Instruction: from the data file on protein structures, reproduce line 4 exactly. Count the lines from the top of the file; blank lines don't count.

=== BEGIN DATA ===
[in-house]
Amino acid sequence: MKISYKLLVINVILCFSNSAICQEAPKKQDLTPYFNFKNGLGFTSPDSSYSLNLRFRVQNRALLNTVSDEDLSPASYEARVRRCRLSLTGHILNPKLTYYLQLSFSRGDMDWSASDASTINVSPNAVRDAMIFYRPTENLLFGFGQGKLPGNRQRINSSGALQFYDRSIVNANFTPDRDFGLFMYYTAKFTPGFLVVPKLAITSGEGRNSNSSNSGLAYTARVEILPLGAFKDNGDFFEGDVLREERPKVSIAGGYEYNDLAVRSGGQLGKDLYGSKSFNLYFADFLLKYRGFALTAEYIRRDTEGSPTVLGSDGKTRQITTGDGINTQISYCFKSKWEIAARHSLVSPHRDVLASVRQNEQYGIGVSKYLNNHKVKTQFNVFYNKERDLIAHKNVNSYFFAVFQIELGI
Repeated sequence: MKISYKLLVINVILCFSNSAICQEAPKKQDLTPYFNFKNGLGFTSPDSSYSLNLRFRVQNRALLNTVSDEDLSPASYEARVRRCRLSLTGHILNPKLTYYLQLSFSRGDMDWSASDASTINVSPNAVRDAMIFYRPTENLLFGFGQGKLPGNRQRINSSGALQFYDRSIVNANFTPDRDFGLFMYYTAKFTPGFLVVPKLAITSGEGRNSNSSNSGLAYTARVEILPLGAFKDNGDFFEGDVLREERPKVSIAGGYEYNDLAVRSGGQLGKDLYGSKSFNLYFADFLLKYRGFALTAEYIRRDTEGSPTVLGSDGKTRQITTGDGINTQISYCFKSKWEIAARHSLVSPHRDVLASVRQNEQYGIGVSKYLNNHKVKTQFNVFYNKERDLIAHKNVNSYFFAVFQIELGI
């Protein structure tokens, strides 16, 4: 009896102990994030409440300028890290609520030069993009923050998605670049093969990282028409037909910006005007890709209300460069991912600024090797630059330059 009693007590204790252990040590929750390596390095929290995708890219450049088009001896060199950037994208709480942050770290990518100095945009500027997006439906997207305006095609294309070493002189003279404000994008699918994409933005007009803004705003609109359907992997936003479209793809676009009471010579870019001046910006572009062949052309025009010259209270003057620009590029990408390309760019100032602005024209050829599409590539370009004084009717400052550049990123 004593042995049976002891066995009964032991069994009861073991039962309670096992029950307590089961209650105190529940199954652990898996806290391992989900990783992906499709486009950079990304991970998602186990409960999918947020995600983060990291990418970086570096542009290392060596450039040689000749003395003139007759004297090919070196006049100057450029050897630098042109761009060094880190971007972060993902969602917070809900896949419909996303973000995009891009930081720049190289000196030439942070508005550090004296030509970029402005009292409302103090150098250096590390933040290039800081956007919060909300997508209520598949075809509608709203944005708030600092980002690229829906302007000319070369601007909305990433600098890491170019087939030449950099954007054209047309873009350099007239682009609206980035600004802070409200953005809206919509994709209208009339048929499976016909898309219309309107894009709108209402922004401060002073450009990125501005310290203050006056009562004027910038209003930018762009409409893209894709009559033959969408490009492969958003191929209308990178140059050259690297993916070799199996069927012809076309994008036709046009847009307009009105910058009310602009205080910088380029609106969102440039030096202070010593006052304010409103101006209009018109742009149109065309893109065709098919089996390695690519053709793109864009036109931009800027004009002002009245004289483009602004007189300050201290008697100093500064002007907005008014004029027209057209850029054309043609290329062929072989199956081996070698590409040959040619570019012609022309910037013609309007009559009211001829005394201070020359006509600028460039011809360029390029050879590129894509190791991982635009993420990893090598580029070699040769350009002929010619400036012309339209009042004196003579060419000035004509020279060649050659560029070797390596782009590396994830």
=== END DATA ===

């Protein structure tokens, strides 16, 4: 009896102990994030409440300028890290609520030069993009923050998605670049093969990282028409037909910006005007890709209300460069991912600024090797630059330059 009693007590204790252990040590929750390596390095929290995708890219450049088009001896060199950037994208709480942050770290990518100095945009500027997006439906997207305006095609294309070493002189003279404000994008699918994409933005007009803004705003609109359907992997936003479209793809676009009471010579870019001046910006572009062949052309025009010259209270003057620009590029990408390309760019100032602005024209050829599409590539370009004084009717400052550049990123 004593042995049976002891066995009964032991069994009861073991039962309670096992029950307590089961209650105190529940199954652990898996806290391992989900990783992906499709486009950079990304991970998602186990409960999918947020995600983060990291990418970086570096542009290392060596450039040689000749003395003139007759004297090919070196006049100057450029050897630098042109761009060094880190971007972060993902969602917070809900896949419909996303973000995009891009930081720049190289000196030439942070508005550090004296030509970029402005009292409302103090150098250096590390933040290039800081956007919060909300997508209520598949075809509608709203944005708030600092980002690229829906302007000319070369601007909305990433600098890491170019087939030449950099954007054209047309873009350099007239682009609206980035600004802070409200953005809206919509994709209208009339048929499976016909898309219309309107894009709108209402922004401060002073450009990125501005310290203050006056009562004027910038209003930018762009409409893209894709009559033959969408490009492969958003191929209308990178140059050259690297993916070799199996069927012809076309994008036709046009847009307009009105910058009310602009205080910088380029609106969102440039030096202070010593006052304010409103101006209009018109742009149109065309893109065709098919089996390695690519053709793109864009036109931009800027004009002002009245004289483009602004007189300050201290008697100093500064002007907005008014004029027209057209850029054309043609290329062929072989199956081996070698590409040959040619570019012609022309910037013609309007009559009211001829005394201070020359006509600028460039011809360029390029050879590129894509190791991982635009993420990893090598580029070699040769350009002929010619400036012309339209009042004196003579060419000035004509020279060649050659560029070797390596782009590396994830």